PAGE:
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Psych Conformity

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Chris Lee

on 14 March 2013

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Transcript of Psych Conformity

Conformity is the tendency to adjust one's thoughts, feelings, or behavior in ways that are in not agreement with those of a particular individual or group, or with accepted standards about how a person should behave in specific situations (social norms). Evaluate research on conformity to group norms. What is Conformity? Key Case Studies By: MASTER LEE et al.


(BIG TUNA, Speed Bump, Dr. Jay and Gloria) Asch (1951) Hofstede (1973) Hofstede Cont. Asch Cont. Aim: To what extent will social pressure from a majority group affect a person's willingness to conform Method:
participant entered room with six other confederates
took and 18 question "vision test"
test consisted of two cards and had to choose which line on one card matched the other lines on the other card
real participant always went last
confederates purposely chose 12 out of the 18 questions to choose the wrong answer Why do People conform?
- Informational social influence: based on the way people cognitively process information about a situation
- Normative Social Influence:the influence of other people that leads us to conform in order to be liked and accepted by them Findings:
75% of the participants conformed at least once out of the 12 questions
32% conformed to at least half of the wrong answers
shows that social pressure can lead to a person's willingness to conform all of the participants were males
all of the participants were from Swarthmore College
no mention of culture
lacks cross cultural validity
deceit
laboratory experiment Aim: To see the perspectives of a culture based on values and cultural norms. Method:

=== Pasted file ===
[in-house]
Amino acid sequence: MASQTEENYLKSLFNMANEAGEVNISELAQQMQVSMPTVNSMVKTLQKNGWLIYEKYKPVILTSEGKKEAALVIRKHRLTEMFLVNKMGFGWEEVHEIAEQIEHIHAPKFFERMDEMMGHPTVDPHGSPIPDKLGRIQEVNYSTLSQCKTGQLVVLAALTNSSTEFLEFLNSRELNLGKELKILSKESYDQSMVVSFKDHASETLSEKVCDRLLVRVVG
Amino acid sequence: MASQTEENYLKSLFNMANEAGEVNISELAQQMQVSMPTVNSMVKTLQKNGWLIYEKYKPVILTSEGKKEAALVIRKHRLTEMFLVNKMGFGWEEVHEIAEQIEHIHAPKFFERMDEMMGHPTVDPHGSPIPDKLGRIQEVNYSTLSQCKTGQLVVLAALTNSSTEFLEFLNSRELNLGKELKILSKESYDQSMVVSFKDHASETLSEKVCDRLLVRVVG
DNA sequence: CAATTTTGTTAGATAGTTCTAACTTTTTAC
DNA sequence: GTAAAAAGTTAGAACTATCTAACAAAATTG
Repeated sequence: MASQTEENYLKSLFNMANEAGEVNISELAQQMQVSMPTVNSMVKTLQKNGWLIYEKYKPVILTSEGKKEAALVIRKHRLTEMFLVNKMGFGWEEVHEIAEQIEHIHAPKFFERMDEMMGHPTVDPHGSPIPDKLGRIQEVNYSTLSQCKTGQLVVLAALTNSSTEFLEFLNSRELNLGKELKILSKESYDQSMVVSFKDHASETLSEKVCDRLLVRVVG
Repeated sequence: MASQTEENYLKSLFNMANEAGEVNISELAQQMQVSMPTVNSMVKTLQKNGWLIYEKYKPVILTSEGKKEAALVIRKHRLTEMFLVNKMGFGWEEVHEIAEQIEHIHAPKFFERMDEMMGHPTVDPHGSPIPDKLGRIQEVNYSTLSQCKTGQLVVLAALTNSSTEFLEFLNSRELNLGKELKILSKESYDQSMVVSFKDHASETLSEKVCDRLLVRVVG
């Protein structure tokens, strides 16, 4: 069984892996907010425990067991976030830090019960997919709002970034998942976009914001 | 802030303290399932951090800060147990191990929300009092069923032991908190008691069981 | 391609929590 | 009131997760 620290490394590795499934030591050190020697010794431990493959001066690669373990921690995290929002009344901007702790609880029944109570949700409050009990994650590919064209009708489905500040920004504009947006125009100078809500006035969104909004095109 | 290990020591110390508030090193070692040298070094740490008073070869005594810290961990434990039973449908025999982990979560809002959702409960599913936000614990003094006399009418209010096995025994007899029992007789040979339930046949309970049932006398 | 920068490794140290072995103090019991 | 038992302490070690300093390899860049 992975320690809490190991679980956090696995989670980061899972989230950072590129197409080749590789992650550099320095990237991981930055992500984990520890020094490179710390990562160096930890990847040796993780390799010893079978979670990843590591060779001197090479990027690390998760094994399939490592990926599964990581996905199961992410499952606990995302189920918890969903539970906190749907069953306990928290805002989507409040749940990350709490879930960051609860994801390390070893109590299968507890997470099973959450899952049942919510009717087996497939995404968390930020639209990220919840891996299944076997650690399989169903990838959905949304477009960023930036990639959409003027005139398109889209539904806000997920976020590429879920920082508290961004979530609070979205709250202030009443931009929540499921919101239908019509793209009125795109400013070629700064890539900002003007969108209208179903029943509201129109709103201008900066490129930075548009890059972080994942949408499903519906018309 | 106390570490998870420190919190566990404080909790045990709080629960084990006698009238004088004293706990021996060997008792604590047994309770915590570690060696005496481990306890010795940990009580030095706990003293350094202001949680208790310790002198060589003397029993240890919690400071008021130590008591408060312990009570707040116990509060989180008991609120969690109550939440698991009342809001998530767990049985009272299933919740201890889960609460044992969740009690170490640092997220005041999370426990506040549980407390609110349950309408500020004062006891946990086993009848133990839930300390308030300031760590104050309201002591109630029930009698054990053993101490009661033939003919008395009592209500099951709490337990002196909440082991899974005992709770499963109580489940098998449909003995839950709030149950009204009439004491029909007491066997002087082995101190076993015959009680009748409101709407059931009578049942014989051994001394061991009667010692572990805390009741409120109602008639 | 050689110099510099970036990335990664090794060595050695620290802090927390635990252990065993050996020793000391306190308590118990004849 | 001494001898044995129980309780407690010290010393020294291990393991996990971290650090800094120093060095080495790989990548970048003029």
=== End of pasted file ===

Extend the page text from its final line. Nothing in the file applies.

participants were employees from IBM
filled out a survey about the morale in a workplace
looked at 40 different countries Findings:
found that there are dimensions that cultures fit into
individualism vs. collectivism
uncertainty vs. avoidance gender of participants is unknown
all from the same company
researched a variety of cultures
all ethics were followed
laboratory setting Evaluation Evaluation Contradiction Examples:
Culture affects personal characteristics or group membership and is used as a way to define oneself.
- cliques in school
- define by religion, race, gender ect.
- peer pressure Evaluation: Aim: To investigate whether people are influenced by others. - Ethically there were a few errors because the participants were led to believe that the experiment was investigating visual perception and they were told that the experimenter was going to move the light when that was never done
- the gender of the participants was not given
- no ecological validity due to a laboratory experiment
- no cross cultural validity Findings: The participants conformed to the other participants answers and created the group norm. The group norm was different for each group. The participants claimed that their choices were not influenced by others. Method:
-The first time, participants were alone and were asked to make 100 measurements on how far a light moved.
-Participants were joined by two others and asked how far a light seemed to move on a far wall.
-the participants in the group reached a group norm
-the third time, participants did the experiment alone again Sherif (1935) Confirmation Confidence and Self Esteem Stang (1973) Aim:
To investigate if individual's self-esteem will affect conformity rate. Method:
similar to Asch's experiment in 1955
Rather than use a test with public compliance like what Asch used, Stang used a test known as Crutchfield's procedure.
The Crutchfield procedure allows subjects to express their opinions privately
Test had questions to increase self esteem and then harder ones to test confidence Findings
Conformity using this procedure was found to be lower (50% conformed to a wrong judgement).
The Answers that people gave were based on what the person actually thought to be true, rather than just going along with what the group thought the answer was.
Known as internalization, or private acceptance.

Conclusion
subjects with high self-esteem conform less than those with low self-esteem, on the Crutchfield procedure Evaluation
Crutchfield techniques involve individuals making judgements,expressing opinions, and becoming aware of what others think in the absence of social interaction. A little unrealistic
Lab setting
Don't know how gender, culture, and age was divided.
Shouldn't be generalized.
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